This is one well designed life vest for fishing since all pockets (there are 7) seem to be placed at the optimal spots. The only negatives we’ve seen are that some users think the pockets are a bit on the small side and it has a tendency to get a bit warm behind the front panels.
Also, while the vest actually feels a bit more comfortable than the Stohlquist, the material doesn’t feel quite as durable. A fantastic vest nonetheless.
One of the most impressive Type 3 PFDs for fishermen on the market, Onyx’s kayak fishing vest is full of features. The basic zippered, fleece-lined pockets and chest pocket are accompanied by a snap-close top slot for easy access to your radio or tools.
A drop down tray pocket can be accessed by a single button press and can hold a small tackle box.
There is also a lash tab to hold various items, making this vest the perfect storage for longer fishing trips. The padding on the back of the vest is higher to provide better seat clearance, while the lower portion is webbed for superior breathability.
Six straps allow for precise adjustments, not only for body fit, but also to account for boat or kayak seat height.
The vest comes in two sizes: a universal that fits chest measurements from 30 inches to 52 inches, and an oversize that fits 40 to 60 inch chests. We specifically recommend this fishing PFD for the bigger guys out there.
While the pockets are not waterproof, the vest is designed with ample drainage to help keep the vest dry. Finally, this Coast Guard-approved life vest provides approximately 15 pounds of lift pressure, which is well above the Level 3 requirements of 7 to 12 pounds.
Most fishermen like a vest with lots of storage. But if you’re a minimalist or need something ultra-sleek for working in really tight spots, something like the Stohlquist Fisherman might be a bit too bulky.
This Onyx M-24 manual inflatable vest (available in Camo or more traditional red/black) could be ideal for you in this situation. It’s simply a lightweight harness with a waist belt, back straps and two chest straps like the ones on a rucksack.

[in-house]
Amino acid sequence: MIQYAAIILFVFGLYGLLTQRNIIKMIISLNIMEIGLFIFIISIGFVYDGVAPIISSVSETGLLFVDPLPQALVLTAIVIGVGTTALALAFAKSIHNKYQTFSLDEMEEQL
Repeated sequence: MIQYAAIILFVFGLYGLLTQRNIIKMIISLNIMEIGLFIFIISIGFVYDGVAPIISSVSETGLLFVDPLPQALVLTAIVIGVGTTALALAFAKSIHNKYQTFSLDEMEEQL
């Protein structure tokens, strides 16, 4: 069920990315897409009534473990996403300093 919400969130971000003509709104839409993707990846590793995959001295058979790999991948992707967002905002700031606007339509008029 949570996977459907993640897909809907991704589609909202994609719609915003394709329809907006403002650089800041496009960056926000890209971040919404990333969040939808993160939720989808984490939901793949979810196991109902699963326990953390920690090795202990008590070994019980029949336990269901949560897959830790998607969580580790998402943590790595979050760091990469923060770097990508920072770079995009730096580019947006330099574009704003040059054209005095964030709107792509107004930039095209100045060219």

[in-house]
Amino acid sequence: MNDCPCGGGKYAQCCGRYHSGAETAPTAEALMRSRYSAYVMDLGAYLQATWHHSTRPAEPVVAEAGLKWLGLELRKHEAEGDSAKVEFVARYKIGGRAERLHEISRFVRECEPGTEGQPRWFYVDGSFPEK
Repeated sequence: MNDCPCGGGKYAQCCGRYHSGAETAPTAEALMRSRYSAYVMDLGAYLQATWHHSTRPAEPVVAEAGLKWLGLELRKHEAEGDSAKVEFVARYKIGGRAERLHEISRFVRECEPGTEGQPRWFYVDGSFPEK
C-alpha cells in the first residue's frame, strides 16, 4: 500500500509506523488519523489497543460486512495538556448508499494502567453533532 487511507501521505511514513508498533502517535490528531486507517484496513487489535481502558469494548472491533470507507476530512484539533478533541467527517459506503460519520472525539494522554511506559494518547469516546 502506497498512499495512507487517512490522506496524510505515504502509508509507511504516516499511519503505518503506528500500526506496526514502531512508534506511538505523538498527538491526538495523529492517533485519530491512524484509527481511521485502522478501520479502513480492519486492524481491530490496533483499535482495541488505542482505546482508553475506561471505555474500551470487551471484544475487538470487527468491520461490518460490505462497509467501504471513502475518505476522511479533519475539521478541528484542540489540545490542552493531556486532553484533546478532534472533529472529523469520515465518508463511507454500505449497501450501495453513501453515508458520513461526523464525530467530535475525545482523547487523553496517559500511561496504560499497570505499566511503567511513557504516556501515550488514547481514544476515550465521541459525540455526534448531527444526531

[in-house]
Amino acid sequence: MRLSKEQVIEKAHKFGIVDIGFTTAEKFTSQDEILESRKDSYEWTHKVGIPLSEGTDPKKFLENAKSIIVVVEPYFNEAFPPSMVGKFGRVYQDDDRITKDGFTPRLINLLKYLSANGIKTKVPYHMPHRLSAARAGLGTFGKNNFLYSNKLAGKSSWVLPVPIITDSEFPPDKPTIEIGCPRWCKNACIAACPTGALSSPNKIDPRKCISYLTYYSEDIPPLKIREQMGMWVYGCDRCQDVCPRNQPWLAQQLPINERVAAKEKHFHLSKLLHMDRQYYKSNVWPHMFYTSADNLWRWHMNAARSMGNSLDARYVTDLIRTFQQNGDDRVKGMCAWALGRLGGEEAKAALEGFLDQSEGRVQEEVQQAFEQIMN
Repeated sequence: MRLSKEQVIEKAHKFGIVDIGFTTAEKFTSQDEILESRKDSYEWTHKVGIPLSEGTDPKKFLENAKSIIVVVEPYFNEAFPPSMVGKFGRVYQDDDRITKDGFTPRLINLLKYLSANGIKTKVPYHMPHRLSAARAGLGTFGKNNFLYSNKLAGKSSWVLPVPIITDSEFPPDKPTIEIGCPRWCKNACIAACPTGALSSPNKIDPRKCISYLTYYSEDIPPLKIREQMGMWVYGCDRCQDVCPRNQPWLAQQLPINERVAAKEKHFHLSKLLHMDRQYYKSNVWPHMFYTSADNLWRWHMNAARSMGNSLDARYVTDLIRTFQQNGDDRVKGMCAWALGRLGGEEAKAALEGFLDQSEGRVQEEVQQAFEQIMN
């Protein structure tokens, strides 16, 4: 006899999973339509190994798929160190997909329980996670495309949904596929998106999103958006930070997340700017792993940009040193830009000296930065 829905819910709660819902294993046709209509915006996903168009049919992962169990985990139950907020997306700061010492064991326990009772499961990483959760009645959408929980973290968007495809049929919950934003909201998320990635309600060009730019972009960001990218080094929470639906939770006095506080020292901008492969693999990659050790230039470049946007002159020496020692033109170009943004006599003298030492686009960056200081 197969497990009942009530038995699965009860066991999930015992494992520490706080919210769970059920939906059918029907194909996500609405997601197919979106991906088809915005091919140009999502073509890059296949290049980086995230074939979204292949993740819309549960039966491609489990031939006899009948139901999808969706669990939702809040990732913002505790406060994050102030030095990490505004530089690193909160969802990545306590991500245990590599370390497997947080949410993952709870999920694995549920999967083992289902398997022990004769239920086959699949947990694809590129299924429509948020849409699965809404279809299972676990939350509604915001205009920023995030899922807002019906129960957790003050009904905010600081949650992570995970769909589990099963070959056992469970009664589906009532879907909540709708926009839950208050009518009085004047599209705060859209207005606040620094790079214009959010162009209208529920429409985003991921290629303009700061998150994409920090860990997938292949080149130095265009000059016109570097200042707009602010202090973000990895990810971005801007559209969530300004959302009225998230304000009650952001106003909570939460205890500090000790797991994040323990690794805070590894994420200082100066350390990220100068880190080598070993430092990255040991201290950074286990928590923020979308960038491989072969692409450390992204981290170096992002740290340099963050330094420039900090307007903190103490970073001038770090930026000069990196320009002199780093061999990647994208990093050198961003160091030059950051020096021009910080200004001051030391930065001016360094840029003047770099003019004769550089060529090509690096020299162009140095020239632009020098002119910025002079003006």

However inside the right strap is a canister of compressed carbon dioxide; pull the T-handle at the bottom of that strap, and it will instantly inflate into a Coast Guard-approved flotation vest.
If you hunt or fish in hot weather, this inflatable fishing vest keep you cooler than any conventional vest.
Because of it’s compact size, the Onyx almost makes for a great kayak PFD and sailing PFD as well. The downside of an inflatable vest is that it can only be used once before having to replace the CO2 cartridge. Fortunately, it’s cheap and easy to do.
The Osprey doesn’t look like a life vest at all; it has a really military look, with a total of seven pockets and a row of shell loops on the left breast. It’s also only available in camo or khaki, over black mesh.
Underneath the tactical exterior it’s a fully functional flotation device, though, complete with zip, two-buckle straps and plenty of adjustment.
Like the Stohlquist it’s also shaped for comfort when sitting in a kayak. If your main priority is gear storage this one is hard to beat – although the pockets aren’t as flexible as the Fisherman’s there are more of them.